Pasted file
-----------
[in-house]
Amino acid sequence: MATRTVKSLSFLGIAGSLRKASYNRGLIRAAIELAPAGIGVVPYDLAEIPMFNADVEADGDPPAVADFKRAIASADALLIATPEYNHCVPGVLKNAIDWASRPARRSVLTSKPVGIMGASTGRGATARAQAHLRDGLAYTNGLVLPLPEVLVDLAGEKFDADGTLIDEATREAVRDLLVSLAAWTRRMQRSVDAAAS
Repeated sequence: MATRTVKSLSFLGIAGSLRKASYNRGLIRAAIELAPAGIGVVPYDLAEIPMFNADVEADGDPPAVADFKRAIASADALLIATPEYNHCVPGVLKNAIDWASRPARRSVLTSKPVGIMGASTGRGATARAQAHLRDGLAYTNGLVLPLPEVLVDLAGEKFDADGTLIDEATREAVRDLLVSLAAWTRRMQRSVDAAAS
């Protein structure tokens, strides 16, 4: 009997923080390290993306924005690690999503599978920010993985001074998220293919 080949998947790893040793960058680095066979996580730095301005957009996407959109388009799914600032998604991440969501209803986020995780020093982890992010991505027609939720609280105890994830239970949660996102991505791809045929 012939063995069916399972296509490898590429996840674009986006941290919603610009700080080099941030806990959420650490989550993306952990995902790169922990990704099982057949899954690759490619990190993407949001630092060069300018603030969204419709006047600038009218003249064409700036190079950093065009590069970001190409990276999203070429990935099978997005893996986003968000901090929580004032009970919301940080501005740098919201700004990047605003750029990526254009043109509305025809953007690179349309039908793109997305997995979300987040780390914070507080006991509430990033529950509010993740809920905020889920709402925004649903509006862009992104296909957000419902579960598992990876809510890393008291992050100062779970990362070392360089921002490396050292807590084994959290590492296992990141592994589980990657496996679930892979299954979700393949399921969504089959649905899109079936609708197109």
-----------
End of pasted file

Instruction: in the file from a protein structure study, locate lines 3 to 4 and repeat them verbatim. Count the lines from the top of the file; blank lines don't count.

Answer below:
Repeated sequence: MATRTVKSLSFLGIAGSLRKASYNRGLIRAAIELAPAGIGVVPYDLAEIPMFNADVEADGDPPAVADFKRAIASADALLIATPEYNHCVPGVLKNAIDWASRPARRSVLTSKPVGIMGASTGRGATARAQAHLRDGLAYTNGLVLPLPEVLVDLAGEKFDADGTLIDEATREAVRDLLVSLAAWTRRMQRSVDAAAS
């Protein structure tokens, strides 16, 4: 009997923080390290993306924005690690999503599978920010993985001074998220293919 080949998947790893040793960058680095066979996580730095301005957009996407959109388009799914600032998604991440969501209803986020995780020093982890992010991505027609939720609280105890994830239970949660996102991505791809045929 012939063995069916399972296509490898590429996840674009986006941290919603610009700080080099941030806990959420650490989550993306952990995902790169922990990704099982057949899954690759490619990190993407949001630092060069300018603030969204419709006047600038009218003249064409700036190079950093065009590069970001190409990276999203070429990935099978997005893996986003968000901090929580004032009970919301940080501005740098919201700004990047605003750029990526254009043109509305025809953007690179349309039908793109997305997995979300987040780390914070507080006991509430990033529950509010993740809920905020889920709402925004649903509006862009992104296909957000419902579960598992990876809510890393008291992050100062779970990362070392360089921002490396050292807590084994959290590492296992990141592994589980990657496996679930892979299954979700393949399921969504089959649905899109079936609708197109």